Coming (soon): A book about Norwegian family history research

Margaret Helen Strand and Liv Birgit Christensen have used the period of the Covid lockdown to write a How-to-book about Norwegian family history research for an English-speaking audience.

In the book we follow two persons, Anne Henriksdatter and Ingvald Hansen, who migrated to the US and New Zealand respectively. We find them in many records in their new country, something which is a necessary preparation for finding them in their country of origin.  And then we demonstrate how to find them in Norwegian records, and how we can enrich their story by using a varied range of resources.

A lot of genealogical records have been digitized in Norway and are to be found online at the Digital Archives. There is also another website, mostly for census records, the Norwegian Historical Data Centre or in Norwegian, Registreringssentralen for historiske data. The National Library of Norway has digitized most older books published in Norway, newspapers, magazines, maps, letters and manuscripts, music and posters. The book gives more details and information on how to access Norwegian records from abroad. And how to search.

The first main character Anne Henriksdatter is born into a poor family in Oppdal, Trøndelag in 1890. She emigrates with her mother and sister. She makes a good life for herself in Duluth, Minnesota. You can see pictures of Anne from different periods of her life here.

The other character is Ingvald Hansen, his name in short. He was the only surviving son of a customs oarsman, the other seven being girls. Ingvald was born in 1866 in Kristiania, now Oslo. He emigrates to New Zealand in the 1890’s where he marries and has three children. He takes on different kinds of work, always enterprising. Like Anne he is remembered by his family today, even though he died in the 1930’s. You can read more about Ingvald here.

We start by giving a background of Norway, history, geography and so on. We will show how you can start your research by using censuses. And then we will explain how the church books are important sources of information. We will describe the most important types of digitized record at the Digital Archives, pertaining to genealogy. We discuss city records and other websites in Norway of importance to research. And lastly, we suggest ways of putting some flesh on your Norwegian ancestors bones by using amongst other things DNA testing and photos.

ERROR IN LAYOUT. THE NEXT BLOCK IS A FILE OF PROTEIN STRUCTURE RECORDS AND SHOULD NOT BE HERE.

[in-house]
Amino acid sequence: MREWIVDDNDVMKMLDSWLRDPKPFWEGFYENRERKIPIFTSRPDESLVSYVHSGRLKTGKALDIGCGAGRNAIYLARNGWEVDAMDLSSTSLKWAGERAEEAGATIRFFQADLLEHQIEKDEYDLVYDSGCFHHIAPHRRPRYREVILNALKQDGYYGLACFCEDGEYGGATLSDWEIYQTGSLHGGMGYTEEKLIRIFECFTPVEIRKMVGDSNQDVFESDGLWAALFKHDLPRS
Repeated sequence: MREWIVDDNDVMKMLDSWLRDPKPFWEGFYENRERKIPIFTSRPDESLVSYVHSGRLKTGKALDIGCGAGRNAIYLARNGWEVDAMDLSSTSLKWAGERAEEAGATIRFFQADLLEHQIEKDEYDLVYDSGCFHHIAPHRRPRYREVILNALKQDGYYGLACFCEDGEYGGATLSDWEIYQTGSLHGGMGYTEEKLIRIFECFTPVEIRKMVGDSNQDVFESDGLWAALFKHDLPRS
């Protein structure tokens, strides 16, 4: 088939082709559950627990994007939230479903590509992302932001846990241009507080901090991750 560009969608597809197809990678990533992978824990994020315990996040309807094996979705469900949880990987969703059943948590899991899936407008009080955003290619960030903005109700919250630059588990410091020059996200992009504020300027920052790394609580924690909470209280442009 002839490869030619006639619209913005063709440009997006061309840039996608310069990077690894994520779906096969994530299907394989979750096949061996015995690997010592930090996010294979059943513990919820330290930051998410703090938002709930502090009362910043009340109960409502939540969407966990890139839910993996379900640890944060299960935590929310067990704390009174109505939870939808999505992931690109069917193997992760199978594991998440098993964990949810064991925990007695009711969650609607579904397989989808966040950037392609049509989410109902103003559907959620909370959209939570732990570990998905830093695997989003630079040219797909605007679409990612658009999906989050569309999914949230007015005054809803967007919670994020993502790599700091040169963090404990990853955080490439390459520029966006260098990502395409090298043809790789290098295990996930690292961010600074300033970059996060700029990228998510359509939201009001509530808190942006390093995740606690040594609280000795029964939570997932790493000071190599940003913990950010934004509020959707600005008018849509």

The authors are both experienced and keen genealogists. You can read more about Liv here. Margaret has served for decades at the local Family History Centre of the Church of Jesus Christ of Latter-Day Saints, as both consultant and director. She was a founding member of the Moss Historical Society, where she has contributed articles to the genealogy column in their magazine, Strandsitteren, for 17 years and is an active participant in their family history group. For the last few years, she has served on the board of the county branch of the Genealogy Society of Norway. She is editor of their digital journal, Østfoldslekt, where she also writes articles on various topics related to family history research.

We are now working on having the book published and will keep you posted on when it will be available.

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